NIU undergrads present original research

Undergraduate students at Northern Illinois University’s third annual Undergraduate Research and Artistry Day presented projects that may one day help cure cancer, provided insights that could reduce cyber-bullying and shed lights on ancient civilizations.

In all, the daylong event on Tuesday featured more than 240 students presenting164 projects. Participants represented all six undergraduate colleges, with faculty mentors drawn from 27 different departments. All tackled the type of projects that many universities reserve for graduate students.

Students examine a presentation at NIU's Undergraduate Research and Artistry Day.

“It’s exciting to see these students, many of them just freshmen and sophomores, participating in learning at the highest level,” said NIU President John Peters. “They are not just memorizing information from textbooks or lectures, but actually contributing new ideas to the existing body of knowledge. It’s an experience I would like all of our students to have.”

Participants spanned all four years of the undergraduate experience at NIU.

Freshman Joshua Nixon, of Chicago, was one of 14 first year students participating as part of the university’s Research Rookies program, which matches incoming students with faculty mentors who guide them through a research project. Nixon, an engineering student, was inspired by the University’s Vision 2020 plan.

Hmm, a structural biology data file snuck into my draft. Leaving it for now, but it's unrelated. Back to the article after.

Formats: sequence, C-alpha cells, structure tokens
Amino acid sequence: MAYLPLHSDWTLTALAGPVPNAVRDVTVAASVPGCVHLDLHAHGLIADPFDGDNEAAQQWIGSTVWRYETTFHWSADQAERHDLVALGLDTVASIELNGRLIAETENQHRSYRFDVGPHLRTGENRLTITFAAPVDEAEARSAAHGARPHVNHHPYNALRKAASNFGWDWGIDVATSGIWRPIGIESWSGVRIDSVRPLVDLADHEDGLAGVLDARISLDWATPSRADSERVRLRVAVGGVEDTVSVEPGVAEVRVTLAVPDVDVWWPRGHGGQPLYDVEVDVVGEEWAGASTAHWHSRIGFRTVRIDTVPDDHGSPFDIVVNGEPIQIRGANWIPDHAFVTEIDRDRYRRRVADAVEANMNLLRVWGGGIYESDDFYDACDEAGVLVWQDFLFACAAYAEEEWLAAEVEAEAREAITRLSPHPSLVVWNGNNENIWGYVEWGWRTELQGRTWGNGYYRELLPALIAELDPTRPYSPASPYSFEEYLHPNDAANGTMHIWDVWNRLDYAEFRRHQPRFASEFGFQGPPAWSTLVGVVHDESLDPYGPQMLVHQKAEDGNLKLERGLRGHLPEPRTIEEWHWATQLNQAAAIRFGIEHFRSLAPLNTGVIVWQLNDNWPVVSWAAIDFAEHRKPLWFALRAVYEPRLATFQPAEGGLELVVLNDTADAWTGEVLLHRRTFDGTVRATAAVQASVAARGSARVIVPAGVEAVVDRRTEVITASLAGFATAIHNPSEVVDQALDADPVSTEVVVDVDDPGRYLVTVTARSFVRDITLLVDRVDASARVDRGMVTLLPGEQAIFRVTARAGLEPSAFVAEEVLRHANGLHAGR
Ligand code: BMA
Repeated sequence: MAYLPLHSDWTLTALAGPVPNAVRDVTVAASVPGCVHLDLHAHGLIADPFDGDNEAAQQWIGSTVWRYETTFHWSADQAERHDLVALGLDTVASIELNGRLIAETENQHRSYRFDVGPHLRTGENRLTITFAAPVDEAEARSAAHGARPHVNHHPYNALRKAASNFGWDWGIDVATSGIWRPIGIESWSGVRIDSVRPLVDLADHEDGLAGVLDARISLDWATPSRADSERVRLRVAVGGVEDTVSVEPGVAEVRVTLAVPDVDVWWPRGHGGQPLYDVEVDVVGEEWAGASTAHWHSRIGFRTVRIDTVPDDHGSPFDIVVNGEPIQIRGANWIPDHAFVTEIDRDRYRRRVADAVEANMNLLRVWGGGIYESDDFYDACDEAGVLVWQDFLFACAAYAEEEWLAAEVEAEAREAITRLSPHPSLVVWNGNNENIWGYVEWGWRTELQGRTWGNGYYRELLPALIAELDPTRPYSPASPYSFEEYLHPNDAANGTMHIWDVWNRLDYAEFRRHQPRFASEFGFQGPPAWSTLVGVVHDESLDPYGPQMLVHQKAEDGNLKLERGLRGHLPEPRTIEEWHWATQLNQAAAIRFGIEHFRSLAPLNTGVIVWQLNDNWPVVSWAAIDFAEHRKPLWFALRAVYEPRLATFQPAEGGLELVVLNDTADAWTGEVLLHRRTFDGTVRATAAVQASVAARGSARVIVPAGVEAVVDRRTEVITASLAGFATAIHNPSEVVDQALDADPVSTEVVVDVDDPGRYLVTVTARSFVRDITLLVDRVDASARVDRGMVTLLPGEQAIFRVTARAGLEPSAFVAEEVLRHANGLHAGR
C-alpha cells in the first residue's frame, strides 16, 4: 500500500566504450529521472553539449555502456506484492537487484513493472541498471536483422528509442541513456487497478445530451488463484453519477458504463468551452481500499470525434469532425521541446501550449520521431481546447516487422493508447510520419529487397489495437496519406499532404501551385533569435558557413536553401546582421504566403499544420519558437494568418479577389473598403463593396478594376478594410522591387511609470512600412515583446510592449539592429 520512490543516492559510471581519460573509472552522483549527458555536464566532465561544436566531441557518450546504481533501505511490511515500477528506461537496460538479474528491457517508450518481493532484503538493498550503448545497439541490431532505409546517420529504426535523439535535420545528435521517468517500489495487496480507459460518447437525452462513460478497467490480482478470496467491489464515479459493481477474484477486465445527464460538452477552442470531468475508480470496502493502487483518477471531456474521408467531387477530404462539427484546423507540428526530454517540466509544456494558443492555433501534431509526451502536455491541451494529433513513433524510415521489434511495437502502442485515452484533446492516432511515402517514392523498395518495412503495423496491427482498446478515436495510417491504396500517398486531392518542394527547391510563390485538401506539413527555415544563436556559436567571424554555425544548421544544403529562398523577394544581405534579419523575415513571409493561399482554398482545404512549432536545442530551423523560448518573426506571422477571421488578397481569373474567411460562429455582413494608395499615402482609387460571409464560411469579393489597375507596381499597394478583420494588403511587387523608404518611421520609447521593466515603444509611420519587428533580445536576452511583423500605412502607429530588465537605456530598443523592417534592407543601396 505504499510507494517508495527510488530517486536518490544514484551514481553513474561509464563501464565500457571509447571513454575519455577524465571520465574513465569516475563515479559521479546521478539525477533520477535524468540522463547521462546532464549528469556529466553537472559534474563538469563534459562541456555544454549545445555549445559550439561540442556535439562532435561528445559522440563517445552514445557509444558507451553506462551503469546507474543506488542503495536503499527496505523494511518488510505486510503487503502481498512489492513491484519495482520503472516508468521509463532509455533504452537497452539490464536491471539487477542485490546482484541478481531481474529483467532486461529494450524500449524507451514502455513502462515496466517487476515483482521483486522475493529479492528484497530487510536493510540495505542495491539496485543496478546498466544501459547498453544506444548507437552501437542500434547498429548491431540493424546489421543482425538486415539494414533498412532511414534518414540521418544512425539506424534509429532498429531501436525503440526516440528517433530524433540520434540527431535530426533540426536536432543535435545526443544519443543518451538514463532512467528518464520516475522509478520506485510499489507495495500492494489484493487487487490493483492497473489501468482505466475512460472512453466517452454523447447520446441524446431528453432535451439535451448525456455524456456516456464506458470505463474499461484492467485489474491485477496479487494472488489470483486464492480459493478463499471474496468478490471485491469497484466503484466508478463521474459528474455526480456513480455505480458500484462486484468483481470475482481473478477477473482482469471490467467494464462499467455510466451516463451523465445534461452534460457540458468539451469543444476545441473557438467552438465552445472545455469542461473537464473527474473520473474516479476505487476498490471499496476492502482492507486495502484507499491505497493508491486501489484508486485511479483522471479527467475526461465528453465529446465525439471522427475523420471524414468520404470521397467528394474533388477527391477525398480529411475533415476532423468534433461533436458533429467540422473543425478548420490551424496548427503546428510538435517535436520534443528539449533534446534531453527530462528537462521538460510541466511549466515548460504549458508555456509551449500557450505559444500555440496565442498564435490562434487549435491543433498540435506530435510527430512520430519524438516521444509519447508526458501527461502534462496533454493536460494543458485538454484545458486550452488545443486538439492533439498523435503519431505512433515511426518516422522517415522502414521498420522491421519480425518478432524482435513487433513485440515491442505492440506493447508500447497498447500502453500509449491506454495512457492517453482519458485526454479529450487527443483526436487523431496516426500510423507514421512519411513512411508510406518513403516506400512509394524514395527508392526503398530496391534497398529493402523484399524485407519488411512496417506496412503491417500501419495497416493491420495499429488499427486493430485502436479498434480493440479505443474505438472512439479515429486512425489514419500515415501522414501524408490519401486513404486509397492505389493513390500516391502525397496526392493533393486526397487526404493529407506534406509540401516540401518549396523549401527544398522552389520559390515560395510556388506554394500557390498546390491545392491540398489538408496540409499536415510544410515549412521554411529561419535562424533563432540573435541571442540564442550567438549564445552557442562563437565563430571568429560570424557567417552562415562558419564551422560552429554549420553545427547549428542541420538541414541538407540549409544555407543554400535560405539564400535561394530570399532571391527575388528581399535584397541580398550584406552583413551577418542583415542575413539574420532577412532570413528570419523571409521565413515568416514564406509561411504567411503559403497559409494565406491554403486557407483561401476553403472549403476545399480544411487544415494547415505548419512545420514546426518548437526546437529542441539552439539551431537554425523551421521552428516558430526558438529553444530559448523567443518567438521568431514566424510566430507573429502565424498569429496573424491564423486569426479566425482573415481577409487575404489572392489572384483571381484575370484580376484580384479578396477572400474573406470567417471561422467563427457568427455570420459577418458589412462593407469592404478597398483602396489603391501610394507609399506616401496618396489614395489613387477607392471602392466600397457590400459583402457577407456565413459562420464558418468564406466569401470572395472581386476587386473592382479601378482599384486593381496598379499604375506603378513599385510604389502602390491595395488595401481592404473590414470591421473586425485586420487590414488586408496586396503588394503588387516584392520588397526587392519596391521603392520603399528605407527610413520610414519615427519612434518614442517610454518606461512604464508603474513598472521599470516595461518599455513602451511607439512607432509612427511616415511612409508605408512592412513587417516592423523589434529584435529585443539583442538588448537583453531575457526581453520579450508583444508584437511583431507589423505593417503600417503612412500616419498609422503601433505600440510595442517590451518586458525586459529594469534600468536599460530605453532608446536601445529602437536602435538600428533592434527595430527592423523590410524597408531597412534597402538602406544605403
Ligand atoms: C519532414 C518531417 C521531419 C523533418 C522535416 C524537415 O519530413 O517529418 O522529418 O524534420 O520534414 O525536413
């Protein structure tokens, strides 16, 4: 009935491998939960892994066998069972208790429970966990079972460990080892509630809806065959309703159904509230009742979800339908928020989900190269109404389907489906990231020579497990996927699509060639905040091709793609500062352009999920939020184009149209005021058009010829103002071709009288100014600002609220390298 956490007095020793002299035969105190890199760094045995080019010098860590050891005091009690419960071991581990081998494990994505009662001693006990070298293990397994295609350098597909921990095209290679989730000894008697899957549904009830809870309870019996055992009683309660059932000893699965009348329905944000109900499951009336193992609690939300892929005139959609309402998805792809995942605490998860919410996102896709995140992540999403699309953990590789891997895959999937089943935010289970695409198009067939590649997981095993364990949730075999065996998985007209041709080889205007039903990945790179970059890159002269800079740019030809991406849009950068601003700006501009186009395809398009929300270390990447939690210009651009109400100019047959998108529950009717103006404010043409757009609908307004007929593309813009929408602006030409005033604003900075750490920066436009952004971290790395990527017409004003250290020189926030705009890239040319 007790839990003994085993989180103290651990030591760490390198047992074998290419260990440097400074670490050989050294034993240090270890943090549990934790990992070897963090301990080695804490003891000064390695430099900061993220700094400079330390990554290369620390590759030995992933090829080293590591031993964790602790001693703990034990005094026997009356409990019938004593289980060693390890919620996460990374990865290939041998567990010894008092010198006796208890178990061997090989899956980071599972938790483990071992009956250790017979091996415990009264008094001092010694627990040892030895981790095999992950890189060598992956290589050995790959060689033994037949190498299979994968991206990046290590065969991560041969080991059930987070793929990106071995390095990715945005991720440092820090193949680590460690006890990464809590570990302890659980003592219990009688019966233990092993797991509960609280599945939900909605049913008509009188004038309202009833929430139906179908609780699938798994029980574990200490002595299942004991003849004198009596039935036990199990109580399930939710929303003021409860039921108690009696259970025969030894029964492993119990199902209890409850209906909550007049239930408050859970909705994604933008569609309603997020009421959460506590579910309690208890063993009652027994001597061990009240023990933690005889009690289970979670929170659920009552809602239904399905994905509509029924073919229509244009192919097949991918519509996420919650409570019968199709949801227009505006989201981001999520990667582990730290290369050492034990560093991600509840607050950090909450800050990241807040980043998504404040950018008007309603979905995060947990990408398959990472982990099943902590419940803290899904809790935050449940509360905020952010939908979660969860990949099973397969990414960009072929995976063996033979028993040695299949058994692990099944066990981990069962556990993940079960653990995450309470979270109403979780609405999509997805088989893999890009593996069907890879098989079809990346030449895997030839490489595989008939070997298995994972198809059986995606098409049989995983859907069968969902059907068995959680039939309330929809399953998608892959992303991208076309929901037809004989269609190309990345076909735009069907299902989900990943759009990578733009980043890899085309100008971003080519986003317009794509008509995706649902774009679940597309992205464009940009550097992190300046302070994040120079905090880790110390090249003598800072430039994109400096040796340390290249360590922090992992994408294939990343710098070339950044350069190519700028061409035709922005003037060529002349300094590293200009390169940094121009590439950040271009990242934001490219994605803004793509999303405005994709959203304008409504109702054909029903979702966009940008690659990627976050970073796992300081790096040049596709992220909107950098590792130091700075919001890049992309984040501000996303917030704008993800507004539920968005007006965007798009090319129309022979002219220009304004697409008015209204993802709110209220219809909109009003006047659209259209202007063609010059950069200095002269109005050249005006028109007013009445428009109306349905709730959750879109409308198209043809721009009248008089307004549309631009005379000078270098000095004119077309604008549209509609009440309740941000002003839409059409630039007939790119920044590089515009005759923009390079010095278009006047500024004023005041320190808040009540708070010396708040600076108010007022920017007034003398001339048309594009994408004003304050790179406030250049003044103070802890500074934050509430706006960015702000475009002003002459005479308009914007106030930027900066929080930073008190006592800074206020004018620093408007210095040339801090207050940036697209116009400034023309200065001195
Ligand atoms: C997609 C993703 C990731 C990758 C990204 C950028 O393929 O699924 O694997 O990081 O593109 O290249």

“I was looking at President Peters Vision 2020 Plan and saw that they want to increase sustainability on campus,” he said. That got him thinking about creating bio diesel fuel using old cooking oil from the university’s cafeterias. Analyzing the possibilities, he mapped out a plan that could turn a profit in its second year and net hundreds of thousands of dollars in savings over the next two decades.

At the other end of the academic spectrum was Erik Curry, a December graduate who returned for the event while he applies to medical schools. His project was part of a large effort on campus aimed at finding a way to kill liver cancer cells.

“I feel really blessed. I never thought that I could be doing research like this as an undergraduate. It was really cool, and I couldn’t have asked for a better mentor than Dr. (Barrie) Bode,” said Curry, whose work was funded by a grant through NIU’s Undergraduate Special Opportunities in Artistry and Research program.

Many other presentations were honor’s program capstone projects, engineering senior design projects or work done as part of the NIU Undergraduate Research Apprenticeship program and similar offerings.

Some participants spent the past year immersed in hands on projects – like the four engineering students who built a utility vehicle for the NIU ROTC program, or exploring new tools to help tennis coaches better instruct their pupils. Others engaged in less tangible research, presenting original research on things like the role of women in successful political uprisings, or the use of sign language by infants.

A collection of photos, videos and Tweets that give an idea of the diversity of the event can be found on the NIU Storify page.

 DeKalb Daily Chronicle Coverage

Print Friendly, PDF & Email